Most higher organisms (both plants and animals) reproduce
sexuallythat is, they produce offspring through the union of reproductive cells from
two different parents. Think back to our example of the violet. Violets produce showy
flowers that attract insects that carry pollen from one plant to the next. Offspring
resulting from this cross-pollination are genetically distinct from either parent. Violets
also produce flowers that never open, and are self-pollinated. The resulting offspring are
genetically similar, though not identical, to the parent. And, finally, violets send out
creeping stems. Plants sprouting from these runners are genetically identical to the
Weve talked about genetic
diversitybut why is it important, and how does it fit in with our general topic of
plant sexual reproduction?
Sexual reproduction is critical for maintaining genetic
diversity within a species because it combines the parents genetic material,
resulting in offspring with unique genetic blueprintsdifferent from either parent.
Genetic diversity is important for two reasons.
First of all, when a population of an organism contains a
large gene poolthat is, if the genetic blueprints of individuals in the population
vary significantlythe group has a greater chance of surviving and flourishing than a
population with limited genetic variability.
Why is this so? Because some of the individuals may have
inherited traits making them particularly resistant to disease or tolerant of cold, for
example. Or they may possess other traits that increase their chance for survival. In
nature, the "fittest" individuals succeed and go on to reproduceDarwin
termed this process "natural selection." Suppose theres an outbreak of a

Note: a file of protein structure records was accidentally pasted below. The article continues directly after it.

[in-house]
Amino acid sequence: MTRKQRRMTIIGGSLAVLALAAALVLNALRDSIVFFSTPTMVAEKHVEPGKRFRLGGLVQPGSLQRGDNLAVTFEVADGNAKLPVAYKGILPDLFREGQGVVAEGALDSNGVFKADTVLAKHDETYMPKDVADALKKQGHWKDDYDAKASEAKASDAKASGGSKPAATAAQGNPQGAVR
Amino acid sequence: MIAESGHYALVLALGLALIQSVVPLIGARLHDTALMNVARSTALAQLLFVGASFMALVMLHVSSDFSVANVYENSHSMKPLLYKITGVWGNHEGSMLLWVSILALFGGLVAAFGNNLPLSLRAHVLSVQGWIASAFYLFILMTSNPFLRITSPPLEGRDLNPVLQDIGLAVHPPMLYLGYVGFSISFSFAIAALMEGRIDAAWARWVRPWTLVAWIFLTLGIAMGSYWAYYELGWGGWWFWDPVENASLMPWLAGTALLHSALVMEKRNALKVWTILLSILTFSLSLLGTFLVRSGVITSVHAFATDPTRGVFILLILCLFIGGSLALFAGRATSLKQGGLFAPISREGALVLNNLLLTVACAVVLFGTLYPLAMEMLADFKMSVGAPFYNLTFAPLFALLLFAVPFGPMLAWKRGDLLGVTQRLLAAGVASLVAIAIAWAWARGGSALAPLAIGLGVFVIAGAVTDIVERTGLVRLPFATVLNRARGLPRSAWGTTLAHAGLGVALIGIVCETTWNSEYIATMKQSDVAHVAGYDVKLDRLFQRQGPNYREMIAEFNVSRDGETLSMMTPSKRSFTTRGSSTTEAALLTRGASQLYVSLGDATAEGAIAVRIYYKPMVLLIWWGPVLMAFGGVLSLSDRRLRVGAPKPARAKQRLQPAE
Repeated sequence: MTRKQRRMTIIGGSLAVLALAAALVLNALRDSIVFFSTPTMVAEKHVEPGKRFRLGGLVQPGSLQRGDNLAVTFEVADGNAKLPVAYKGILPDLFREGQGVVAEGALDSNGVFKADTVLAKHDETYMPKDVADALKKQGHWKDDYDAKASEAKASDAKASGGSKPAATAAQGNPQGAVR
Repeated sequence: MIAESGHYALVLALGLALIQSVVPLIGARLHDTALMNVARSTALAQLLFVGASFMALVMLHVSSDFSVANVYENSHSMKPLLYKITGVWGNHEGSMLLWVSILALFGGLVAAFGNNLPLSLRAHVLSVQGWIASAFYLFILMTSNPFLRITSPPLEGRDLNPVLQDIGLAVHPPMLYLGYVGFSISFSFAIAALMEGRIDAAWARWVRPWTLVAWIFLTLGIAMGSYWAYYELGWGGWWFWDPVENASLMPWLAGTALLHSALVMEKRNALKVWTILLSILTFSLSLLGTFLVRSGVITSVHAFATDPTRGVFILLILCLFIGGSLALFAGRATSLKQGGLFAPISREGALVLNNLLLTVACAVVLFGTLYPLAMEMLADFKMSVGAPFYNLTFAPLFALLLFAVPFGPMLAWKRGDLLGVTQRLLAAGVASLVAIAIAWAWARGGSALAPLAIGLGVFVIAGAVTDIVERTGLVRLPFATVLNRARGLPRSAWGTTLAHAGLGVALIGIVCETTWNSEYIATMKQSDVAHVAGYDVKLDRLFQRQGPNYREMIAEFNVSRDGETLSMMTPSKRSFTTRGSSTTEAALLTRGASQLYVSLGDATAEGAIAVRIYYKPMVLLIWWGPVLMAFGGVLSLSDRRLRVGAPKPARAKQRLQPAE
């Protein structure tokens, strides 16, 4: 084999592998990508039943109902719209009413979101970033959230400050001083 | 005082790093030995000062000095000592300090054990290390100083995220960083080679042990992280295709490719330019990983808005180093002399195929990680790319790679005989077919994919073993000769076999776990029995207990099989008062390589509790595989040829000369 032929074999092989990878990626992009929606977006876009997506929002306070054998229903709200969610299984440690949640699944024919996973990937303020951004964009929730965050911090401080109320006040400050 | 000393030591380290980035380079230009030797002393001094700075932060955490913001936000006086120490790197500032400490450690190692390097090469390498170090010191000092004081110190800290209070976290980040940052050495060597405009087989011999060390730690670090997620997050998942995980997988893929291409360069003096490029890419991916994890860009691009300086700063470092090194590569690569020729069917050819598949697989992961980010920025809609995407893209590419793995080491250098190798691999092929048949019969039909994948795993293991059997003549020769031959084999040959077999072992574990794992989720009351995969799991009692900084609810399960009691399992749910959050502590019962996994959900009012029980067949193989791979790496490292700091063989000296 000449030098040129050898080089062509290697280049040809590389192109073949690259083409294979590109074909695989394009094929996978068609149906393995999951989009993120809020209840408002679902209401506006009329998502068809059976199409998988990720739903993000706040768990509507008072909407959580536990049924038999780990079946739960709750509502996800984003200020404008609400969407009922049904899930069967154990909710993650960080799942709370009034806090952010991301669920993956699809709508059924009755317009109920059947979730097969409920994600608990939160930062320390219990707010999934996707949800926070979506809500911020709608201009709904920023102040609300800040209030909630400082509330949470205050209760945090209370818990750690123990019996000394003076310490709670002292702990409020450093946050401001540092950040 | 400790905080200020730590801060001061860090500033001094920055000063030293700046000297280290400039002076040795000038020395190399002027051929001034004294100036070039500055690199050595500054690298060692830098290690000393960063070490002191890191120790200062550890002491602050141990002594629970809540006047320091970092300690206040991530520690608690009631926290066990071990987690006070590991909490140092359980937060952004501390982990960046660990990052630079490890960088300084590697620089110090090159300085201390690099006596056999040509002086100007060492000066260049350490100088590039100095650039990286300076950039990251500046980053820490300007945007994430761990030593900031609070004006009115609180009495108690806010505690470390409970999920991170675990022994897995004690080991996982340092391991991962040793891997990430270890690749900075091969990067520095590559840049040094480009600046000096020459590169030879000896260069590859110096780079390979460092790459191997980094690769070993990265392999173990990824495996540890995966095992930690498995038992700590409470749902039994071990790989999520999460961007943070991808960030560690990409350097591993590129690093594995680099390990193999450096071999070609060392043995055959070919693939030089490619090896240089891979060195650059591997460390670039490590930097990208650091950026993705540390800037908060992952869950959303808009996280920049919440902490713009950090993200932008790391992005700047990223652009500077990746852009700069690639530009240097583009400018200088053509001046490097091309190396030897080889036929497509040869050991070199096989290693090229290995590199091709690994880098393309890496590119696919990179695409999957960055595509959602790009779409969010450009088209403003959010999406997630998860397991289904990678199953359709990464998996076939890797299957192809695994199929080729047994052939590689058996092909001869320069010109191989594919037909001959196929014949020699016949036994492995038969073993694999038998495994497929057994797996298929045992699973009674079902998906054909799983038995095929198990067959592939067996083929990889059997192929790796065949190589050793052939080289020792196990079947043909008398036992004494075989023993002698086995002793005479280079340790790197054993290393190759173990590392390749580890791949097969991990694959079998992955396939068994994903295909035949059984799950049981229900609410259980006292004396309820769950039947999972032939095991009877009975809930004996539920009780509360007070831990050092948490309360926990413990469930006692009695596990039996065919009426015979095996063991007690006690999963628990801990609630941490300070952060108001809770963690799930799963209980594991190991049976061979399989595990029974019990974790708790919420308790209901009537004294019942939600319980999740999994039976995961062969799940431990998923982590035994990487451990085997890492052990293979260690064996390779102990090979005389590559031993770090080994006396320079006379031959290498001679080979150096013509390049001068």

disease that threatens to wipe out an entire species. The more genetic variability there
is within that species, the higher the likelihood that at least some of the individuals
will be resistant, and will survive.
In the lab, plant breeders take advantage of these genetic
variants to improve existing plants and create new varieties. Through cross breeding they
strive to breed in disease resistance, superior fruit production, increased cold
tolerance, or other desirable traits.
Genetic diversity also reduces the incidence of
unfavorable inherited traits. In a small, isolated population of organisms, individuals
may be forced to breed with close relatives. When this happens, the genetic makeup of the
individuals becomes more and more uniform, and genetic flaws become increasingly more
common. This phenomenon is called inbreeding.
When closely related organisms (siblings or cousins, for
example) interbreed, any genetic weaknesses that are hidden in the parents can be
multiplied in the offspring. For example, animals can be carriers of a gene for an
inherited disease, but not show any symptoms. If they mate with a partner who is also a
carrier, then the offspring may exhibit symptoms of the disease. (Well talk more
about inherited traits next week.) In an inbred population, chances are greater that
carriers will interbreed. Over time, the entire population is weakened.
In summary, genetic diversity strengthens a population by
increasing the likelihood that at least some individuals will be able to survive major
disturbances, and by making the group less susceptible to inherited disorders.